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Is it worth getting the HPV vaccine after 26?

Human papillomavirus (HPV) is a common sexually-transmitted infection that will infect most people in their lifetimes. Like COVID-19, HPV has many different strains – most strains are able to clear on their own without treatment, but high-risk ones have been found to be linked to cancers of the cervix, anus, vagina and penis. 

In Singapore, one in 10[1] healthy women are affected by HPV. Half of them have strains associated with cervical cancer, the 10th most common female cancer in Singapore.  

One way to protect yourself from contracting HPV, or to prevent more serious strains from harming your body, is through the HPV vaccine. While this vaccine is not compulsory in Singapore, it is recommended to get all three shots before 26 years old. 

Is it still recommended to get vaccinated after 26, and should you still get vaccinated if you’ve already been infected with HPV? Let’s find out. 


What is the HPV vaccine, and how does it work?

The human papillomavirus (HPV) vaccine protects against sexually-transmitted viruses such as HPV. It triggers your cells to produce antibodies that will bind to the virus and prevent further infections in your body. There are many different strains of HPV but only a small fraction is a cause for concern. High-risk strains can lead to illnesses such as cancer while low-risk strains can cause genital warts. It is important to check if you can get the HPV vaccine to prevent these conditions from occurring.


What can the HPV vaccine protect against?

The types of HPV vaccines that are currently available in Singapore are Cervarix, Gardasil-4 and Gardasil-9. They are effective in preventing cervical cancer and HPV-related infections.

In Singapore, 99%[2] of cervical cancer cases are linked to a HPV infection in the genitals. One example is repeated inflammation of the cervix due to the infection of squamous cells lining the area as well as harmful cell changes in the genitals. 

Studies[3] have shown that taking the HPV vaccine reduces the chances of developing cervical cancer by 70%. 

Some conditions that the HPV vaccine can protect against include:

  • High-risk strains such as type 16, 18, 31, 33, 45, 52, 58 (can cause cervical cancer)
  • Low-risk strains such as type 6 and 11 (can cause genital warts)


Can I still get the HPV vaccine after 26?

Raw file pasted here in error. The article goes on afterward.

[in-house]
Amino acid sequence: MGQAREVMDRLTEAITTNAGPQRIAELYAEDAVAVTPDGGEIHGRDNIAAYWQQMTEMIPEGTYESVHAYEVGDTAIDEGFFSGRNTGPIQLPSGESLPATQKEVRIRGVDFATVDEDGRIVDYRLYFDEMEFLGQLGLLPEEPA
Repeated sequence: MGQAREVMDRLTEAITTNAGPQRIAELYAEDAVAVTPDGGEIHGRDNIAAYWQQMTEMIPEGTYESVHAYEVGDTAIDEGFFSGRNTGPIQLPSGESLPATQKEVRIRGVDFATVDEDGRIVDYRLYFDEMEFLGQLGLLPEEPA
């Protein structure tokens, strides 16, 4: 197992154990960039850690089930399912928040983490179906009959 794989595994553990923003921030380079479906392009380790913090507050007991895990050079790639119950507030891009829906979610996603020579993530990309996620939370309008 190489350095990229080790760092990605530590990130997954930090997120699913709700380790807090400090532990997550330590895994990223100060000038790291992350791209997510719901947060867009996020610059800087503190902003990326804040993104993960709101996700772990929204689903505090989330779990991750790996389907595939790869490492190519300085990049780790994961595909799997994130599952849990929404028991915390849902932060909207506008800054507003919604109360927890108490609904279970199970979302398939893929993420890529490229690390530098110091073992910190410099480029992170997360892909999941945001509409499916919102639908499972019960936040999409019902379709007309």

The HPV vaccine is recommended for males and females from the age of 9 to 26. It is ideally administered before any type of sexual activity. It’s also been proven[4] that the vaccine is most effective for those who take either Cervarix or Gardasil by the age of 12.

That being said, you can still get the HPV vaccine after 26 years of age and after you become sexually active. It may be less effective as you may have already been exposed to HPV; but it nonetheless still provides some form of protection compared to not getting vaccinated at all. 

Recently, the U.S. Food and Drug Administration extended the approved age for getting the vaccine to 45 years old. So if you’re past 26 and have not yet been vaccinated against HPV – please discuss with your doctor to consider the pros and cons of doing so. Getting the vaccine even after the recommended age is likely to be beneficial as it can still protect you against the more serious HPV strains.


Can I still get the HPV vaccine if I already have HPV?

If you have already been diagnosed and infected with HPV, you may still be able to get the vaccine. This is because you can still be protected from HPV strains that are more harmful in future. However, it is important to note that the HPV vaccine does not cure you of HPV. For milder cases, the infection will be cleared up by your body’s natural immune response.


While the HPV vaccine is able to prevent serious conditions such as cervical cancer, it does not replace the need to undergo a pap smear or cervical cancer screening every three years. A pap smear is recommended for women above the age of 21 to check for abnormal (pre-cancerous) cell changes in the cervix. 


Who should not get the HPV vaccine?

The following persons are not recommended for the HPV vaccine:

  • Pregnant women 
  • Those who’ve had a life threatening reaction to any ingredient of an HPV vaccine 
  • Those with yeast allergies 


Is the HPV vaccine Medisave claimable?

You can use up to $500 of your Medisave to pay for the HPV vaccine – but this only applies to Cervarix and Gardasil 4. Currently, Gardasil 9 is not covered under Medisave but carries the most protection (protects against 9 HPV types) and can be found in most hospitals and private clinics. 


  3. Basu, P., Banerjee, D., Singh, P., Bhattacharya, C., & Biswas, J. (2013). Efficacy and safety of human papillomavirus vaccine for primary prevention of cervical cancer: A review of evidence from phase III trials and national programs. South Asian journal of cancer, 2(4), 187–192.
  4. Bednarczyk R. A. (2019). Addressing HPV vaccine myths: practical information for healthcare providers. Human vaccines & immunotherapeutics, 15(7-8), 1628–1638.